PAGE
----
Al Jennings, Outlaw or Out of His Mind?

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Al, Frank, and Pat, meanwhile, were making their slow, painful way afoot through the icy brush. On the cold, wet evening of December 2, Al pulled his final stick-up. Along a farm trail not far north of Okmulgee he stepped in front of a rickety farm wagon driven by two Cherokee teenagers and pulled by a ragged mule. He leveled his six-shooter on them and croaked, through his laryngitis “Do you know who I am?” “No, sir,” they admitted. “I’m Al Jennings, the great train robber and bandit,” he announced. The boys looked blank. Jesse James they’d heard of, the Youngers, and the Daltons. They knew about Bill Doolin and Turkey Creek and Red Buck and Dick West, and of course Ned Christie and Cherokee Bill, but who was this Al Jennings? Al’s next remark was “Gimme that mule an’ wagon or I’ll blow your heads off.”

Maybe the boys had never heard of Al Jennings, but he did have a gun. They gave him the mule and wagon. The ragged, dirty, shivering man climbed onto the seat. Two more equally ragged, dirty men stumbled out of the brush and flopped down in the wagon bed. The wagon rattled away into the gathering night, leaving two very bewildered Cherokee boys alongside the trail.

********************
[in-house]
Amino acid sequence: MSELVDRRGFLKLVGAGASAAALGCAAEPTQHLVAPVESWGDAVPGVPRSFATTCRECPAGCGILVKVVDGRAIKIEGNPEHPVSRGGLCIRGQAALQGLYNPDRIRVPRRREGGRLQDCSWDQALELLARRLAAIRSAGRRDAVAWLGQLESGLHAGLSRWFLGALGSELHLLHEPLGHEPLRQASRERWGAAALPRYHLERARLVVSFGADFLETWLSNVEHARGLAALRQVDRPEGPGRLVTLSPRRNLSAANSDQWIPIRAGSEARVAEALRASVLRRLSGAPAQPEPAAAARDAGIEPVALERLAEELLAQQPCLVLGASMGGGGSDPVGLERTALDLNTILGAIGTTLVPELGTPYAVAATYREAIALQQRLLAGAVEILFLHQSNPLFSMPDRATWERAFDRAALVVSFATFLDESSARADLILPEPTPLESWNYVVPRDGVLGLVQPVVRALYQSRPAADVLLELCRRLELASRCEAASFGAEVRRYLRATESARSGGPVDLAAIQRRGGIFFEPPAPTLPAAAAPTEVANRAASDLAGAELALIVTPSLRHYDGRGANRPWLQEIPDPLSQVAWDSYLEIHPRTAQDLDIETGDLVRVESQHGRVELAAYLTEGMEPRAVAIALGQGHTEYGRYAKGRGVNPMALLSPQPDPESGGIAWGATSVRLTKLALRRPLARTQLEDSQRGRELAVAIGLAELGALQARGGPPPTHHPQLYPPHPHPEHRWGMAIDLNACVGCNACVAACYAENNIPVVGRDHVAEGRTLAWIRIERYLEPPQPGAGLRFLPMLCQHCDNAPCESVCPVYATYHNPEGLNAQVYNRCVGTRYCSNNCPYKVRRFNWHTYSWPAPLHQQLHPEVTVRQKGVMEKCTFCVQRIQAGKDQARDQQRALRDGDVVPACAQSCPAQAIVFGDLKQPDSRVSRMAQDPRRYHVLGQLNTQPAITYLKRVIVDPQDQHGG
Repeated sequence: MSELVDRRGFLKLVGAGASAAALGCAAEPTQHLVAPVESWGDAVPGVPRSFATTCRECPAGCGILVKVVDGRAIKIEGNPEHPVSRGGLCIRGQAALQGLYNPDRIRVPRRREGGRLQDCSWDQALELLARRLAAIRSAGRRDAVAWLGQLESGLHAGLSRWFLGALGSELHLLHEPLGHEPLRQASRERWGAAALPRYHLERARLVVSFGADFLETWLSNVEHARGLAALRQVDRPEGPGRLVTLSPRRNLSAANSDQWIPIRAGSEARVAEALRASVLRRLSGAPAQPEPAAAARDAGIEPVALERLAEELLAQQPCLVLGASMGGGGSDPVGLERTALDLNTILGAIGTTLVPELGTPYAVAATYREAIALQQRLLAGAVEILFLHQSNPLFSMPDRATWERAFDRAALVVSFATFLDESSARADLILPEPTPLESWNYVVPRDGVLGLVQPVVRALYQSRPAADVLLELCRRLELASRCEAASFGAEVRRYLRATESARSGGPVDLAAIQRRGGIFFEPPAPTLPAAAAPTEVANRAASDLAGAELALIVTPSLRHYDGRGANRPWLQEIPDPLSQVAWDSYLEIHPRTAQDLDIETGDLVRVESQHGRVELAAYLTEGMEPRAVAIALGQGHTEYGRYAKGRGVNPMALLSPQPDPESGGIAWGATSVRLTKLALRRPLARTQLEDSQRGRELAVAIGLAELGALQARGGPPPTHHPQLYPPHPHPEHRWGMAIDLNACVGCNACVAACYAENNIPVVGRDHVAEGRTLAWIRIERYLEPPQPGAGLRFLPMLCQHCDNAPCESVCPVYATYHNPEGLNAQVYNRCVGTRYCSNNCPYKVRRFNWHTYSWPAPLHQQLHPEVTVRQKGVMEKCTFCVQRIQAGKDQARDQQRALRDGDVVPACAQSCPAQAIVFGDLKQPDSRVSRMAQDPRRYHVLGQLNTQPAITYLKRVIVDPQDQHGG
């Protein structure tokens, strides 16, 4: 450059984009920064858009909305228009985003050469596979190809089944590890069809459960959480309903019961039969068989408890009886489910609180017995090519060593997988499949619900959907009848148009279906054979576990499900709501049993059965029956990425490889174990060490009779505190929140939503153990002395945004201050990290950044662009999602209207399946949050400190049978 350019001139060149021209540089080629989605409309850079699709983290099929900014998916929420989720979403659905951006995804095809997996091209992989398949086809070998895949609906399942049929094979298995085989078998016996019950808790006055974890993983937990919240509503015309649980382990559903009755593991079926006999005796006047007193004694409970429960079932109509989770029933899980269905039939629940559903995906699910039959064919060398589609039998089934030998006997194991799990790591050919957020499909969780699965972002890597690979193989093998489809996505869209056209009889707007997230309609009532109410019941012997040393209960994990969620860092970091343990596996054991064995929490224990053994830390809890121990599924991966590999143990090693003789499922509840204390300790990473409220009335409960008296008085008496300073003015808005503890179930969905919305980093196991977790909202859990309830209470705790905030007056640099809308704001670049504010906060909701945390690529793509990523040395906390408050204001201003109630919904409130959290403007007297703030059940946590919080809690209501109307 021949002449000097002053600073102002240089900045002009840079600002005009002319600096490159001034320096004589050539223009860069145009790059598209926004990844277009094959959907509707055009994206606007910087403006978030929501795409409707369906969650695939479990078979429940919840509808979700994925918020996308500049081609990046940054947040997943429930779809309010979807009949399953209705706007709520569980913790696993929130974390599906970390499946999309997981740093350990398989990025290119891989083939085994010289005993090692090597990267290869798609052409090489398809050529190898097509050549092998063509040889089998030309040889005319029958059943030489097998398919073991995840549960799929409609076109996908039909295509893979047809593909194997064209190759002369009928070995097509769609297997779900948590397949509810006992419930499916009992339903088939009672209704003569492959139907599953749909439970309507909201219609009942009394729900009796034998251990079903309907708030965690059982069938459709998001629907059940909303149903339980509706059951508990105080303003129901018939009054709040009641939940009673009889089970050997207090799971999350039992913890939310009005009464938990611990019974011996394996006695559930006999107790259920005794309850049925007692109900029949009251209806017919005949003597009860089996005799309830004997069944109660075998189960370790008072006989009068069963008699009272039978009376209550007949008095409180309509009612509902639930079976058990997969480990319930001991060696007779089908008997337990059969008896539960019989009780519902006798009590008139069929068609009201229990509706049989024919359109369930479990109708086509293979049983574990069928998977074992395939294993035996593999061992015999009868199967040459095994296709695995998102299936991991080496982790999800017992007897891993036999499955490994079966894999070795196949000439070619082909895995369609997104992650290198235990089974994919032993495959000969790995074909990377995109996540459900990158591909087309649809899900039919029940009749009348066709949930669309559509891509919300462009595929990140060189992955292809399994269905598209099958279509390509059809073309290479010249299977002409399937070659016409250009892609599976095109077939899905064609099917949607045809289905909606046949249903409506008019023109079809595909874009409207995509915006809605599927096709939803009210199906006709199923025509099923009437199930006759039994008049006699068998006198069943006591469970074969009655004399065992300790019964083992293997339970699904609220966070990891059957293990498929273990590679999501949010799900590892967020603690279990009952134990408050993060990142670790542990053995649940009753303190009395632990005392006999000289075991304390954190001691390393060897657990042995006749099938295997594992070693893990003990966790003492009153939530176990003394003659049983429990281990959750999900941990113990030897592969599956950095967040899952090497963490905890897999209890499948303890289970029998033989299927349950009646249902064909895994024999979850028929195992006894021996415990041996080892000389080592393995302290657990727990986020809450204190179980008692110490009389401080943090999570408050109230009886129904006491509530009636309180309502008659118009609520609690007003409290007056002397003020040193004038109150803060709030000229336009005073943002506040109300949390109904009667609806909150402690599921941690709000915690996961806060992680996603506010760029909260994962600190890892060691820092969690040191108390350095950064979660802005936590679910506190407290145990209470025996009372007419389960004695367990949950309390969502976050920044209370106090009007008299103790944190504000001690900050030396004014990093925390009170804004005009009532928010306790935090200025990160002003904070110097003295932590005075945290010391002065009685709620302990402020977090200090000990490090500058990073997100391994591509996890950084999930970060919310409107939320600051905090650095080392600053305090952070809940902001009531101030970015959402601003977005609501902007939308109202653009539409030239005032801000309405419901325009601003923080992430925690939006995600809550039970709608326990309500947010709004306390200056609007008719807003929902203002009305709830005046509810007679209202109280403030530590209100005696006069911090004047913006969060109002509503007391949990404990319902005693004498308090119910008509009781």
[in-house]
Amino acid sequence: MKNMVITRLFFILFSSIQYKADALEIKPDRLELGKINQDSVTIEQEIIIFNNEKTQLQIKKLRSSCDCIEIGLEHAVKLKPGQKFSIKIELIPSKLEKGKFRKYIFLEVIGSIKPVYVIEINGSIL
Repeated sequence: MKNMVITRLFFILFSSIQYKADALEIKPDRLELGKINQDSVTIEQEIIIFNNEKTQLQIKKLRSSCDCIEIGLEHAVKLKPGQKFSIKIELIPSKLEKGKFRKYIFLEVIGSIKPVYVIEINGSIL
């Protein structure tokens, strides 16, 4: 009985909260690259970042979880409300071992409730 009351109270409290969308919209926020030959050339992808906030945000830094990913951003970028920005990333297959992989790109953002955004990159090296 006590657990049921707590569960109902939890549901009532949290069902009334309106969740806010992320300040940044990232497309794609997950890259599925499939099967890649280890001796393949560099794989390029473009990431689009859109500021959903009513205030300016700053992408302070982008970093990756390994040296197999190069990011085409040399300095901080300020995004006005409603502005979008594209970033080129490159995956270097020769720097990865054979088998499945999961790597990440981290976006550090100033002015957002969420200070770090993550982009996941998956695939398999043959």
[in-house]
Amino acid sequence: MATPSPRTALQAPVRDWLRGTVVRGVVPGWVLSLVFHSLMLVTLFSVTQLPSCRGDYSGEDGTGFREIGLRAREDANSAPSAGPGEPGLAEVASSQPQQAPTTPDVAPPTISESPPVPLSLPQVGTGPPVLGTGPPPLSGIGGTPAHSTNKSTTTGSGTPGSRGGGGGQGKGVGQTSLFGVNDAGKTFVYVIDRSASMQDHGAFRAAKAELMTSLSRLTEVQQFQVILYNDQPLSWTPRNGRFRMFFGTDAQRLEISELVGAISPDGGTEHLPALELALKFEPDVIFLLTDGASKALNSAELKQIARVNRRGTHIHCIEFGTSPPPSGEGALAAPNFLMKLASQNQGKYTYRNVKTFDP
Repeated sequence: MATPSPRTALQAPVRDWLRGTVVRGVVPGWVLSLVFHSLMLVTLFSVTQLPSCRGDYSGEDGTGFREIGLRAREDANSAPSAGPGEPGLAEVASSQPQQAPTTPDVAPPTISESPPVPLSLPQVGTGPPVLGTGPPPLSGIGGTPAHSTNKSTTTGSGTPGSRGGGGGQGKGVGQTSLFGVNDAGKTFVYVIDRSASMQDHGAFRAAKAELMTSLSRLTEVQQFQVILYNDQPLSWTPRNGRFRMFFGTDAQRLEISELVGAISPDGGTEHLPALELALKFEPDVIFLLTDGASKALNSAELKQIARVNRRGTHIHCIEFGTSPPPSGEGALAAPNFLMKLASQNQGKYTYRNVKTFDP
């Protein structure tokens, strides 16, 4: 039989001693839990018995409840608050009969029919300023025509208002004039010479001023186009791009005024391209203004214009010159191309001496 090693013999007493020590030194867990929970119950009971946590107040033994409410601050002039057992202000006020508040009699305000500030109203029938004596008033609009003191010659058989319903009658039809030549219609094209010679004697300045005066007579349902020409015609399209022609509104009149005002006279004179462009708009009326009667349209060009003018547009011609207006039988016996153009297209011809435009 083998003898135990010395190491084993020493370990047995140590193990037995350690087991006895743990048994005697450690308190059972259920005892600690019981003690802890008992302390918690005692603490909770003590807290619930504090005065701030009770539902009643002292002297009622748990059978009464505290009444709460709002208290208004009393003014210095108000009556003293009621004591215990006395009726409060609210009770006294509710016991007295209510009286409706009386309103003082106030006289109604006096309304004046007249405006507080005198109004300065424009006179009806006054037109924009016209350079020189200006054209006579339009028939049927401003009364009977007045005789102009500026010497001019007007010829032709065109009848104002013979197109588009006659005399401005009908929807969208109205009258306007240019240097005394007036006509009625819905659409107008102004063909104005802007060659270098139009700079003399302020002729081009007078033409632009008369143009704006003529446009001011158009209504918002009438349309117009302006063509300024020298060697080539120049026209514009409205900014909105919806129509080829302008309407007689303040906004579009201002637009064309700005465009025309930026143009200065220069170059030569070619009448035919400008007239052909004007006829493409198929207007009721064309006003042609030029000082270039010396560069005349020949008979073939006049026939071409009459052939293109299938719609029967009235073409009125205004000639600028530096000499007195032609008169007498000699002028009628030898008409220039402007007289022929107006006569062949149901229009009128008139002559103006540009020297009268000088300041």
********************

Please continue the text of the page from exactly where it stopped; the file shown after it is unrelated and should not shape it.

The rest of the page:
Four days later, on the afternoon of December 6, 1897, Al drove the wagon into Rock Creek Crossing–and found himself looking into the muzzle of Bud Ledbetter’s Winchester. “Please, Mr. Ledbetter,” the disconsolate bandits begged, “take us someplace where it’s warm.”

In April, 1898, the Al Jennings gang went on trial. Frank and the O’Malleys drew five years each for train robbery. Al was convicted of assault with intent to kill an officer of the law–for reasons previously mentioned–and drew a life sentence. All were sent to the supposedly escape-proof Ohio State Pen, which took Federal prisoners at the time.